demonstrate that WenLan on various downstream tasks and easy to build efficient applications
based on searching between images and texts.

SESSION: MMPT 2021 Workshop Presentation

Be Specific, Be Clear: Bridging Machine and Human Captions by Scene-Guided Transformer

  • Yupan Huang
  • Zhaoyang Zeng
  • Yutong Lu

Automatically generating natural language descriptions for images, i.e., image captioning,
is one of the primary goals for multimedia understanding. The recent success of deep
neural networks in image captioning has been accompanied by region-based bottom-up-attention
features. Region-based features are representative of the contents of local regions
while lacking an overall understanding of images, which is critical to more specific
and clear language expression. Visual scene perception can facilitate overall understanding
and provide prior knowledge to generate specific and clear captions of objects, object
relations, and overall image scenes. In this paper, we propose a Scene-Guided Transformer
(SG-Transformer) model that leverages the scene-level global context to generate more
specific and descriptive image captions. SG-Transformer adopts an encoder-decoder
architecture. The encoder aggregates global scene context as external knowledge with
object region-based features in attention learning to facilitate object relation reasoning.
It also incorporates high-level auxiliary scene-guided tasks towards more specific
visual representation learning. Then the decoder integrates both object-level and
scene-level information refined by the encoder for an overall image perception. Extensive
experiments on MSCOCO and Flickr30k benchmarks show the superiority and generality
of SG-Transformer. Besides, the proposed scene-guided approach can enrich object-level
and scene graph visual representations in the encoder and generalize to both RNN-
and Transformer-based architectures in the decoder.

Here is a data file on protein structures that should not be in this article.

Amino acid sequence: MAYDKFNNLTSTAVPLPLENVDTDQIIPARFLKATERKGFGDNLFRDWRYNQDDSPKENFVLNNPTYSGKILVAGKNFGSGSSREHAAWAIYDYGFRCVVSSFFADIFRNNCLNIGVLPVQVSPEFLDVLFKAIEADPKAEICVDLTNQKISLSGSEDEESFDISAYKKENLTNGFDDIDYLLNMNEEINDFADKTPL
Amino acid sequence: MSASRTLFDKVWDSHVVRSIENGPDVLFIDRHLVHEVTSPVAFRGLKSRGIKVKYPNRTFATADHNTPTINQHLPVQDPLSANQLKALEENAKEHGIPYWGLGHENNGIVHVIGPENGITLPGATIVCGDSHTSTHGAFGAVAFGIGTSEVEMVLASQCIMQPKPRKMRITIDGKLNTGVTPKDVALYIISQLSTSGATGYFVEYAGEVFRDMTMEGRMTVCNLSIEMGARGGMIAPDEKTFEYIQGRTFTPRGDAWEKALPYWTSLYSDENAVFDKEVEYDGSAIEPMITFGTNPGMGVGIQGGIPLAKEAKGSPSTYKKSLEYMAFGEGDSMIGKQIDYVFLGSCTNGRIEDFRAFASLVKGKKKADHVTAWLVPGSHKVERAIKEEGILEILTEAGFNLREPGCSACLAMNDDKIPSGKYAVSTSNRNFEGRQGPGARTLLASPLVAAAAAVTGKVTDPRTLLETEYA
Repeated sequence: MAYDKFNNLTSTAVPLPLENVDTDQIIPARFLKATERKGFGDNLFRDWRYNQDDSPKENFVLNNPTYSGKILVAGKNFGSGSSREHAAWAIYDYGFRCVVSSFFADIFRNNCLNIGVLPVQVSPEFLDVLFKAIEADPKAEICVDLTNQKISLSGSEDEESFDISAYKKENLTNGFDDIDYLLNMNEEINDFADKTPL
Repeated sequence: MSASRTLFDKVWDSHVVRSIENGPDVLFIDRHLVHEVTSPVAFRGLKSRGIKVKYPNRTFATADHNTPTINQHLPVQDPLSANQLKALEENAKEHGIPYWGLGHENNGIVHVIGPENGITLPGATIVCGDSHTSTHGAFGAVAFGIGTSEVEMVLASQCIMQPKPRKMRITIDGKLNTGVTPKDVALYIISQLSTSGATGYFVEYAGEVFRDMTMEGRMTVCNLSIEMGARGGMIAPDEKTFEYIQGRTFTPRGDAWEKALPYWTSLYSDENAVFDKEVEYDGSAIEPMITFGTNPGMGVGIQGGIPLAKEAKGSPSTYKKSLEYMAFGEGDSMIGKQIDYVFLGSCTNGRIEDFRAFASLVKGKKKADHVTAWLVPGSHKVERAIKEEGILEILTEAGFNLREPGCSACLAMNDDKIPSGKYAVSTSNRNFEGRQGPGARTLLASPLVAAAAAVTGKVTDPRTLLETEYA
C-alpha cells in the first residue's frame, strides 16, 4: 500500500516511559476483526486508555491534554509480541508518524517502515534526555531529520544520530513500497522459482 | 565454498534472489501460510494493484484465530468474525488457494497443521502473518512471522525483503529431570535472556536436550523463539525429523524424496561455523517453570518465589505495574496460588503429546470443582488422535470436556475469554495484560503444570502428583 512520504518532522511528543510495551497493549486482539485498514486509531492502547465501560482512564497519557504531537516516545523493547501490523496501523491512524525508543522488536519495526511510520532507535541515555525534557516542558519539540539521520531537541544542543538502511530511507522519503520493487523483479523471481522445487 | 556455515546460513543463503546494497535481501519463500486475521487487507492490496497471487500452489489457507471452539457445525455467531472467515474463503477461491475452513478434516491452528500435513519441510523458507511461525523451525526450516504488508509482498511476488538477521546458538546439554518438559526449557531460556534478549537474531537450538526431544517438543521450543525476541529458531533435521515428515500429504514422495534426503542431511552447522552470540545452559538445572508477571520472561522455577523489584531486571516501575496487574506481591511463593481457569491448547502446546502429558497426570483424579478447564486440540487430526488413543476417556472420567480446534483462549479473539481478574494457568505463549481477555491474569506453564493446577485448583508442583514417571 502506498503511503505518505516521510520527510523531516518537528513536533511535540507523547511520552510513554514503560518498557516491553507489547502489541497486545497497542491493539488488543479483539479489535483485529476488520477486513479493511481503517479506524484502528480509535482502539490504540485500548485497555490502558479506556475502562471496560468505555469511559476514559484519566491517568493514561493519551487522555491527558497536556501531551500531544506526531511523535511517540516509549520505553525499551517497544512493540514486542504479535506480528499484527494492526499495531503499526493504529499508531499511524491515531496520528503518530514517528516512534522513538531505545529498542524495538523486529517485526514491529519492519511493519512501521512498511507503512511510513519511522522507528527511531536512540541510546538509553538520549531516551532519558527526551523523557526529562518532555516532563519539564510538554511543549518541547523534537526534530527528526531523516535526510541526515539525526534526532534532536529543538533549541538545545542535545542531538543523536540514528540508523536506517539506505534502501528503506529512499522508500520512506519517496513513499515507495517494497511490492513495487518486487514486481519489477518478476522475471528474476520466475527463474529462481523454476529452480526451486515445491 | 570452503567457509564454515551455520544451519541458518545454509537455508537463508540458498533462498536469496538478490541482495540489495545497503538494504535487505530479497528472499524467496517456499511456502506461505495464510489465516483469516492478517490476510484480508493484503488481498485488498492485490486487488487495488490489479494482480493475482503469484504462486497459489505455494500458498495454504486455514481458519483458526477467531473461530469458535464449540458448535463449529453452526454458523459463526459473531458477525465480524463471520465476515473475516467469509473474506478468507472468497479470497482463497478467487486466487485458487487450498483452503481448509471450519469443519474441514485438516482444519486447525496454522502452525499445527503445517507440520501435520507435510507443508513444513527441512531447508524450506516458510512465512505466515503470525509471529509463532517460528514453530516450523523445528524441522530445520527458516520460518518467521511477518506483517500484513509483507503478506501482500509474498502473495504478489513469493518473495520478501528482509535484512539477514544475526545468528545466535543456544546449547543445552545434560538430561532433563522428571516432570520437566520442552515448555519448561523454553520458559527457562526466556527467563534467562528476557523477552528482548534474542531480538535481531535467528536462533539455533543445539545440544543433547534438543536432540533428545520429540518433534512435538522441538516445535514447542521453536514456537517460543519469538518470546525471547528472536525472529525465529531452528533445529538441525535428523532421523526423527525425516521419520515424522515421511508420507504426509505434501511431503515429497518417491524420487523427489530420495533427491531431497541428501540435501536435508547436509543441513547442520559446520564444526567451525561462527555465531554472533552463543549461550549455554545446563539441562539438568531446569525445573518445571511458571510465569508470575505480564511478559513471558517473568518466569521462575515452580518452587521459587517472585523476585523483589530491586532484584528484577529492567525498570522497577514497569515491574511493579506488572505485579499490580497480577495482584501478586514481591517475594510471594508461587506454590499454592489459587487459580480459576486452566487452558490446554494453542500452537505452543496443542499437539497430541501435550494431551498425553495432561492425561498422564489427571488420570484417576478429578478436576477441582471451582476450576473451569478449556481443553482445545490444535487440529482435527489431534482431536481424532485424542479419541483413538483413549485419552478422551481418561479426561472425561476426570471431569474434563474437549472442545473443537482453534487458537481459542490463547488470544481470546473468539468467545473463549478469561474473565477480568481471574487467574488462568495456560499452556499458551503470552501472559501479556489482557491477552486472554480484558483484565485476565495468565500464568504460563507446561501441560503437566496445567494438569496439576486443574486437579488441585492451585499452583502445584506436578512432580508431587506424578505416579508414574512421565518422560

Language-Conditioned Region Proposal and Retrieval Network for Referring Expression

  • Yanwei Xie
  • Daqing Liu
  • Xuejin Chen
  • Zheng-Jun Zha

Referring expression comprehension (REC) is a multi-modal task that aims to localize
target regions in images according to language descriptions. Existing methods can
be concluded into two categories, proposal-based methods and proposal-free methods.
Proposal-based methods first detect all candidate objects in the image and then retrieve
the target among those objects based on the language description, while proposal-free
methods directly locate the region based on the language without any region proposals.
However, the proposal-based methods suffer from separate region proposal networks
that actually do not suit this task well, and the proposal-free methods are not able
to perform fine-grained visual-language alignments to yield higher precision. To overcome
the above drawbacks, we propose a language-conditioned region proposal and retrieval
network that first detects those regions only related to the language and then retrieves
the target region by compositional reasoning on the language. Specifically, the proposed
network consists of a language-conditioned region proposal network (LC-RPN) to detect
those language-related regions, and a language-conditioned region retrieval network
(LC-RRN) to perform region retrieval with a full understanding of the language. A
pre-training mechanism is proposed to teach our model knowledge about language decomposing
and vision-language alignment. Experimental results demonstrate that our proposed
method achieves leading performance with high inference speed on RefCOCO, RefCOCO+,
and RefCOCOg benchmarks.

Residual Recurrent CRNN for End-to-End Optical Music Recognition on Monophonic Scores

  • Aozhi Liu
  • Lipei Zhang
  • Yaqi Mei
  • Baoqiang Han
  • Zifeng Cai
  • Zhaohua Zhu
  • Jing Xiao

One of the challenges of the Optical Music Recognition task is to transcript the symbols
of the camera-captured images into digital music notations. Previous end-to-end model
which was developed as a Convolutional Recurrent Neural Network does not explore sufficient